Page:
Come on, guys…this is just sloppy journalism. And it’s now a commonplace occurrence on this site. I think someone needs to do some copy editing.

  • avatar
    Maymar

    Even in relatively basic form, the MkVII Golf was a fair bit nicer than anything else in its class (and frankly, nice enough to make some of the cheap luxury sedans questionable). There’s not much left for affordable, tastefully styled cars with decent packaging and reasonable power. Civic is tragic looking, the Elantra hatch is also dead, and the Mazda3’s roofline is awful. Plus, the death of the last cheap wagon is fully reason to mourn the loss of normal Golfs.

  • avatar
    Steve203

    What is so frustrating is that VW could leverage the existing Jetta by adopting the hatchback rear from the Skoda Scala. That way they could offer an affordable hatchback for a lot less investment than tooling up Puebla for the Mk 8 Golf, but nooooo.

  • avatar
    NeilM

    Yeah, this is a terribly, and inexcusably, misleading article.

    The excellent GTI is the sales leader in N. America, while the base model Golf is rather lackluster. It’s no surprise that the latter is no longer to be sold here.

    I’m by no means a VW guy, but I have owned two Golfs. The first was a Mk 1 Golf GLX (Euro model) back in the mid 70’s, and the second a current Mk 7 Golf R. Maybe I just dodged the bullets, but reliability for both has been a non-issue.

  • avatar
    FormerFF

    To answer the question directly, I will miss the regular Golf being available. I’m not looking for such a vehicle in the near future, but in 10 or 15 years that might be just right as a car to have in my later retirement.

  • avatar

    Be careful with blog titles. I almost committed suicide thinking that VW kills Golf! Only over my dead body.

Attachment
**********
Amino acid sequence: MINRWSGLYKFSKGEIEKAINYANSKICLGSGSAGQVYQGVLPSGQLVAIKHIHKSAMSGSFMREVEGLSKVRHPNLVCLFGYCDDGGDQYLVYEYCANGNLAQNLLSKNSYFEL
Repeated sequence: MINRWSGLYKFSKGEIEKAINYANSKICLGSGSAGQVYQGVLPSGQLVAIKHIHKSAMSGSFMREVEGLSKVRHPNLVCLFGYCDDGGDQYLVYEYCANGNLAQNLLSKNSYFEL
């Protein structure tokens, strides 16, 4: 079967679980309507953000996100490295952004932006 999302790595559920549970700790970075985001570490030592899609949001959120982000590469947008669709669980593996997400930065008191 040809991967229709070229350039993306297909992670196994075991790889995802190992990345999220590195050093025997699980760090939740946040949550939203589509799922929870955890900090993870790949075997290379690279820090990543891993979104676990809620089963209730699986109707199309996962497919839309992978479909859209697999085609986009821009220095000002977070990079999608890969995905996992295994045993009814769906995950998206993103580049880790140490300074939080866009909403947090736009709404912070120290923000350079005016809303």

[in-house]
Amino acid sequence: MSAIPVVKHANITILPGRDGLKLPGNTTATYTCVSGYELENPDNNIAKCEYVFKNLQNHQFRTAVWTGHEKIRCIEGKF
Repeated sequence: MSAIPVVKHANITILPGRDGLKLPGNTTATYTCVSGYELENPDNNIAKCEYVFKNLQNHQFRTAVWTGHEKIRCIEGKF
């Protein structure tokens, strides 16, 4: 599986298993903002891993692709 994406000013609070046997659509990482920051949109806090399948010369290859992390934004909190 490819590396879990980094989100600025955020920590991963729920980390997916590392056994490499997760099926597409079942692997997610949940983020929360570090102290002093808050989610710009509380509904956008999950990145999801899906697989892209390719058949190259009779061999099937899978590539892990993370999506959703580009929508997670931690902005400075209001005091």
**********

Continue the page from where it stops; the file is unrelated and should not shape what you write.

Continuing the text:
• avatar
    ajla

    I have a family member that is still rolling in a bought new MK5 Golf (Rabbit). It has got to be getting close to 300K miles by now.

    Personally, I stopped paying much attention to the Golf when they dropped the 1.8T. I’m nominally a GTI fan but the newest gen looks like a TV screen overload.

  • avatar
    SilverCoupe

    I would miss the Golf, but as many have noted above, it is not really going away. The closest I got to owning a Golf (or Rabbit) was my ’78 Scirocco. I liked it at the time, but even back then I considered 78 horsepower to be rather minimal (given that my previous car was a ’64 Buick Riviera).

    The Mini in the last picture looks just like my wife’s Mini Cooper S, though we do not have a gold stripe on it. Black on black on black. Her brother calls it the Amish Mini.

  • avatar
    threeer

    Horribly misleading article. I nearly spit out my morning coffee over here in Germany. You guys should be above this kind of clickbait.

    That said, sad to see the more base versions of the Golf leaving America. I know it sells about as well as a left-handed smoke shifter, but it’s a great car. Of course, probably more suited for the roads here…it’s “just right” sized and is no wonder it sells as well as it does here. Not so much in the US…

  • avatar

    As a multiple Golf owner…two A1 Diesels, an A2 16v GTi 16v, an A6 TDi and now an A6 facelift Jetta-discs and IRS in a base car…oh, and my A1 Scirocco, with Callaway turbo….

    I am saddened but not surprised. The Golf was always the best driver, and for an enthusiast, there are endless mods for the car. My Jetta S is getting Bilsteins, a chip re-tune, and brake upgrades-and you can’t so easily do this with the competition. Oh, and a properly set up Golf punches way above its’ weight…the basic chassis is right.

    If you don’t touch your appliance under any circumstances, and view paying others to do so with extreme distrust and suspicion, then VW isn’t working well in the US market.

    The Jetta works as a cheap big car, but I’m sad we won’t get a Golf any more….small is cheap/crap is an American affect…small isn’t cheap, or crap, elsewhere.